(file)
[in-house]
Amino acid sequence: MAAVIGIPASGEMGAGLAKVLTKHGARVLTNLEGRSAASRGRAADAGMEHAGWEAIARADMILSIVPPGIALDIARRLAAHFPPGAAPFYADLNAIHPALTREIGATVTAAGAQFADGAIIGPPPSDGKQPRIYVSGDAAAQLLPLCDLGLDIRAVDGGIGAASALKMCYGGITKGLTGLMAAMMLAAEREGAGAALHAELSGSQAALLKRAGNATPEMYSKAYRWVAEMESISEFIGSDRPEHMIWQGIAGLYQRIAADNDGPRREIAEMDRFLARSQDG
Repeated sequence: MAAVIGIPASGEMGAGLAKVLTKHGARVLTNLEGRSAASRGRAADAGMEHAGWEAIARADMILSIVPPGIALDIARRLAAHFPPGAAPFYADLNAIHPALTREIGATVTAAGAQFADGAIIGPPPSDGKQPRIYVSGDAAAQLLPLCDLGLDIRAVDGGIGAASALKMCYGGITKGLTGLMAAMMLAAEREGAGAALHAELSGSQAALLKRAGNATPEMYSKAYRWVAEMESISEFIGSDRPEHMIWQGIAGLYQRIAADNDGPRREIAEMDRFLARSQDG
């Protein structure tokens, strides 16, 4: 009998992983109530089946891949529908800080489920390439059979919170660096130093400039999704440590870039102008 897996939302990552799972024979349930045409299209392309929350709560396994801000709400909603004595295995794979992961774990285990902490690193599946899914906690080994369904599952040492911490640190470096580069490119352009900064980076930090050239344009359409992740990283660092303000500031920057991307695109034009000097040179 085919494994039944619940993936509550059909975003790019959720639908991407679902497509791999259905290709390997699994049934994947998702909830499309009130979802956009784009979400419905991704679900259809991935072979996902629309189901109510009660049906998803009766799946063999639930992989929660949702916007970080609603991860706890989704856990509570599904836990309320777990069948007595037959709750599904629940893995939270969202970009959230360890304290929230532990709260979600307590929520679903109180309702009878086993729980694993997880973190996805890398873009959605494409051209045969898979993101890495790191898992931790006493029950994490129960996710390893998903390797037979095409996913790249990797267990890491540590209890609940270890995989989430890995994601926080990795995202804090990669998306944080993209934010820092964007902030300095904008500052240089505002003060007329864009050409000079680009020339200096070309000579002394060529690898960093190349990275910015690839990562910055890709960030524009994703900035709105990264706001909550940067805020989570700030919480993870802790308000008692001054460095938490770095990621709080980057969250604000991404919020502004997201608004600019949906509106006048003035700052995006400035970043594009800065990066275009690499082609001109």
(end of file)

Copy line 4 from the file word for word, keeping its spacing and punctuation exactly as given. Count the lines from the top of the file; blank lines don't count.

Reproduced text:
């Protein structure tokens, strides 16, 4: 009998992983109530089946891949529908800080489920390439059979919170660096130093400039999704440590870039102008 897996939302990552799972024979349930045409299209392309929350709560396994801000709400909603004595295995794979992961774990285990902490690193599946899914906690080994369904599952040492911490640190470096580069490119352009900064980076930090050239344009359409992740990283660092303000500031920057991307695109034009000097040179 085919494994039944619940993936509550059909975003790019959720639908991407679902497509791999259905290709390997699994049934994947998702909830499309009130979802956009784009979400419905991704679900259809991935072979996902629309189901109510009660049906998803009766799946063999639930992989929660949702916007970080609603991860706890989704856990509570599904836990309320777990069948007595037959709750599904629940893995939270969202970009959230360890304290929230532990709260979600307590929520679903109180309702009878086993729980694993997880973190996805890398873009959605494409051209045969898979993101890495790191898992931790006493029950994490129960996710390893998903390797037979095409996913790249990797267990890491540590209890609940270890995989989430890995994601926080990795995202804090990669998306944080993209934010820092964007902030300095904008500052240089505002003060007329864009050409000079680009020339200096070309000579002394060529690898960093190349990275910015690839990562910055890709960030524009994703900035709105990264706001909550940067805020989570700030919480993870802790308000008692001054460095938490770095990621709080980057969250604000991404919020502004997201608004600019949906509106006048003035700052995006400035970043594009800065990066275009690499082609001109």